Take the 2-minute tour ×
Stack Overflow is a question and answer site for professional and enthusiast programmers. It's 100% free, no registration required.

I have written a C# app that runs constantly in a loop and several threads write to a log4net file.

The issue is that the longer the app is running, the more time it takes to complete a loop. I have run a ANTS Performance profiler, and noticed that most of this CPU time is spent logging with log4.net.

The more verbose the logs the more CPU it uses and after 30 minutes it's using 100% of the CPU. If I disable logging the time taken for a loop remains constant over time. I had a look at Windows Performance Monitor and the Physical Disk is most of the time IDLE.

I have tried to keep my logging to a minimum, but even with relatively low amounts of logging im still experiencing the issue.

Here is a sample of my Log4net.xml configuration file:

    <!-- Levels: OFF, DEBUG, INFO, WARN, ERROR, FATAL-->
    <level value="INFO" />
    <appender-ref ref="RollingLogFileAppender" />

  <!--Logs to a file-->
  <appender name="RollingLogFileAppender" type="log4net.Appender.RollingFileAppender">
    <file value="c:\\logs\\log-file.txt" />
    <appendToFile value="true" />
    <lockingModel type="log4net.Appender.FileAppender+ExclusiveLock" />
    <rollingStyle value="Composite" />
    <datePattern value="yyyyMMdd" />
    <maxSizeRollBackups value="20" />
    <maximumFileSize value="1MB" />
    <layout type="log4net.Layout.PatternLayout">
      <conversionPattern value="%date [%thread] %-5level %logger %L %M Schdl:[%property{scheduleContext}] Job:[%property{jobContext}] - %message%newline" />

I am using the same logger from every object that logs.

  log4net.ILog logger;
  logger = log4net.LogManager.GetLogger(typeof(myProject));

Why would it use more and more CPU the longer it runs?

Any advise on how to improve this would be appreciated.

share|improve this question
try using a ADOnet appender instead ? –  ram Mar 9 '10 at 16:09
ADOnet was causing the same problem –  Benjamin Ortuzar Mar 10 '10 at 10:26

3 Answers 3

up vote 22 down vote accepted

Are you configuring log4net in every object that logs? It looks like that from your code. Configuration should be done once per process, e.g. at startup and then your objects should only have to acquire the logger.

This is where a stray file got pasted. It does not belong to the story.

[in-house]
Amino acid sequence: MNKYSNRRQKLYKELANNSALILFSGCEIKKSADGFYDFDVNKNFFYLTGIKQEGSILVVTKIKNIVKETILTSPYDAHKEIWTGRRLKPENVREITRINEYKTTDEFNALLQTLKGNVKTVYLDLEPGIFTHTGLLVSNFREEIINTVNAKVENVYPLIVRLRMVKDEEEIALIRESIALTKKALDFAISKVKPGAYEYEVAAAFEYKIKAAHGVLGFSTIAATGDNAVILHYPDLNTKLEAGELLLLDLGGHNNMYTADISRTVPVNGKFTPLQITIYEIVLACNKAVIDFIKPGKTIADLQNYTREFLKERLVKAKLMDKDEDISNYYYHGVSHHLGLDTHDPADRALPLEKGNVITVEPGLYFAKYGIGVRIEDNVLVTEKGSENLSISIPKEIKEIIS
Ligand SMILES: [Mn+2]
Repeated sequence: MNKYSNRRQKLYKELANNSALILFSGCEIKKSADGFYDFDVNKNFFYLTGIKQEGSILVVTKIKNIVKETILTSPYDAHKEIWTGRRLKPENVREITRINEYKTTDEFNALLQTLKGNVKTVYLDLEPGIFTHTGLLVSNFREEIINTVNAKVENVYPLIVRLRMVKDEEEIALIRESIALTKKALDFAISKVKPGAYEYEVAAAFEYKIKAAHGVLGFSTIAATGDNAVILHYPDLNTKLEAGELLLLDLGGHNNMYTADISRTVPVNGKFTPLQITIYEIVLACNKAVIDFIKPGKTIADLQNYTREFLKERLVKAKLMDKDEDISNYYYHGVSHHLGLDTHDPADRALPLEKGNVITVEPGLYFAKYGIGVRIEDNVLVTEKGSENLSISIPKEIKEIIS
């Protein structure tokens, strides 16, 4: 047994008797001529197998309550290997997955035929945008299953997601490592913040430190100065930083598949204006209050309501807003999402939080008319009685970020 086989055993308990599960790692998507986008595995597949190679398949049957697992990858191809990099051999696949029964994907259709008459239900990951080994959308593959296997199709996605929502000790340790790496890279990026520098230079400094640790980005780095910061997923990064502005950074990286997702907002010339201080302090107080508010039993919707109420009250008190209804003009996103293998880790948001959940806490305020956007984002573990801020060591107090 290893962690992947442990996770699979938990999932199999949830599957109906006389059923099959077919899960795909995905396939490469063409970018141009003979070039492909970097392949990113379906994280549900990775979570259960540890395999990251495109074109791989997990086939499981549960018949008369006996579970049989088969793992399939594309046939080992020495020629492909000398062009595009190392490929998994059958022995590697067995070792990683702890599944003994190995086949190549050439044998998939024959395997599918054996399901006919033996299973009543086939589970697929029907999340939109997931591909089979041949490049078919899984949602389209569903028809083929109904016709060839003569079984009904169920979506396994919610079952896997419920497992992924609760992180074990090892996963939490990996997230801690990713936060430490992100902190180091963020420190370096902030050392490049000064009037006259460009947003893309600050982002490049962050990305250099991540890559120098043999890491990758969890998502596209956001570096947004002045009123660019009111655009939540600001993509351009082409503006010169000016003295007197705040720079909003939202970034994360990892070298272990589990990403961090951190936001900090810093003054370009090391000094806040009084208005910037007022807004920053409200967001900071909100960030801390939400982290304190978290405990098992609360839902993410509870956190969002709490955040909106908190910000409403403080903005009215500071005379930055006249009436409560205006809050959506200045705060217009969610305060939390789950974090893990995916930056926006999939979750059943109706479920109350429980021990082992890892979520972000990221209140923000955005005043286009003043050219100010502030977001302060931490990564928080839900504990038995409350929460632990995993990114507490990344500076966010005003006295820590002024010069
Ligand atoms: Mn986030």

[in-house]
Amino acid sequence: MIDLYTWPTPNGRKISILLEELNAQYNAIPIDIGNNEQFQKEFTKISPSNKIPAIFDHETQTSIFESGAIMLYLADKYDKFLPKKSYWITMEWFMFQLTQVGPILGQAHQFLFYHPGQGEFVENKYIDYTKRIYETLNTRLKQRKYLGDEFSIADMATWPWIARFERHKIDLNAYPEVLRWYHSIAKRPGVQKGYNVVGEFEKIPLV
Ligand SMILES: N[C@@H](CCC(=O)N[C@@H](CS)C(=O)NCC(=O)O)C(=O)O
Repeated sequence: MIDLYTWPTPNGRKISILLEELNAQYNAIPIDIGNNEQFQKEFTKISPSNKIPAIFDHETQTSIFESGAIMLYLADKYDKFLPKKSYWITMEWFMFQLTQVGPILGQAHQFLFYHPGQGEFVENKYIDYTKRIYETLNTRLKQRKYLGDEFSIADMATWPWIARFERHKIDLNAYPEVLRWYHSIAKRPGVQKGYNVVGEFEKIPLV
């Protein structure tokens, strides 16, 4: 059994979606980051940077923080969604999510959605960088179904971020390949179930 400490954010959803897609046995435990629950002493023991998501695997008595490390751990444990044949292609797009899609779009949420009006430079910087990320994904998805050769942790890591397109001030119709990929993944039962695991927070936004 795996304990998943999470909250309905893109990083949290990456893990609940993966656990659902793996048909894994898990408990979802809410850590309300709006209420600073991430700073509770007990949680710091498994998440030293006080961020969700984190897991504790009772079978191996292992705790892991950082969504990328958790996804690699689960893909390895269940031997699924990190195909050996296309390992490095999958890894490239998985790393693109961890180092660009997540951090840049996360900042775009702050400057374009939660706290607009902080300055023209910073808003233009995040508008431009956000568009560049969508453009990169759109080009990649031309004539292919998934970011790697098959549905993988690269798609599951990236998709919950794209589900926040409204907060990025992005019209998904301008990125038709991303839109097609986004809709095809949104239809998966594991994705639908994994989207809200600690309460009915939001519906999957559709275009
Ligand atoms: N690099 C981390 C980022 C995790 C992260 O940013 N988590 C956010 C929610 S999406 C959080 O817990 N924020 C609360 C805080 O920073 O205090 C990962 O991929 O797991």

For each class that needs to log I usually have the following pattern:

class SomeClass
    private static readonly ILog log = LogManager.GetLogger(typeof(SomeClass));

Using this pattern you will automatically get loggers that are hierarchical according to the namespace and name of the class.

share|improve this answer
Right, and every object that logs can access the logger: private static readonly ILog log = LogManager.GetLogger(typeof(MyProject)); –  Jamie Ide Mar 9 '10 at 16:33
You are right, I was running Configure() in each object that logs. I have added the static member to each logger object. So far so good. I will perform more tests and update after this. –  Benjamin Ortuzar Mar 9 '10 at 17:38
Thanks @Jamie, this is how I do it too unless I'm using dependency injection. –  Peter Lillevold Mar 9 '10 at 19:38
After removing the extra Configure() I am able to stably log for hours, I am also able to log much bigger amounts of text without the performance issues I was experiencing. Thanks for your help. –  Benjamin Ortuzar Mar 10 '10 at 10:31
Great, glad to be of assistance! –  Peter Lillevold Mar 10 '10 at 10:38

What are you doing with those Context Properties? Schdl:[%property{scheduleContext}] Job:[%property{jobContext}] If you assign something more than just a value here (or an object with a simple ToString() method), it can bog down performance. See the log4net manual under Active Property Values for an idea of what I'm talking about.

Peter Lillevold has a good suggestion about configuring log4net only once. You can also put the following line in your AssemblyInfo.cs file:

[assembly: log4net.Config.XmlConfigurator()]

The following line is easy to cut and paste into any class that does logging:

private static readonly log4net.ILog _log = log4net.LogManager.GetLogger(System.Reflection.MethodBase.GetCurrentMethod().DeclaringType);

You also might try turning on log4net internal logging to see what's going on:

  <add key="log4net.Internal.Debug" value="true"/>
share|improve this answer
Im using the context properties to specify the IDs of the Job and Schedule, both are Int32. They make it easier for me to filter the log. If this numbers generate a performance issue i could add this variables to the log message. –  Benjamin Ortuzar Mar 9 '10 at 19:42
I use properties like that from fairly busy ASP.NET sites (multiple threads logging to one FileAppender) without problems. Simple values shouldn't be the problem. –  intoOrbit Mar 9 '10 at 20:02

(I have never used log4net before so take what I recommend with caution)

You could write an async proxy to log4Net component and log on a dedicated thread. You will no longer be blocking your main threads with attempts to write to the logfile.

This is all useless if log4net already has an async proxy.

share|improve this answer

Your Answer


By posting your answer, you agree to the privacy policy and terms of service.

Not the answer you're looking for? Browse other questions tagged or ask your own question.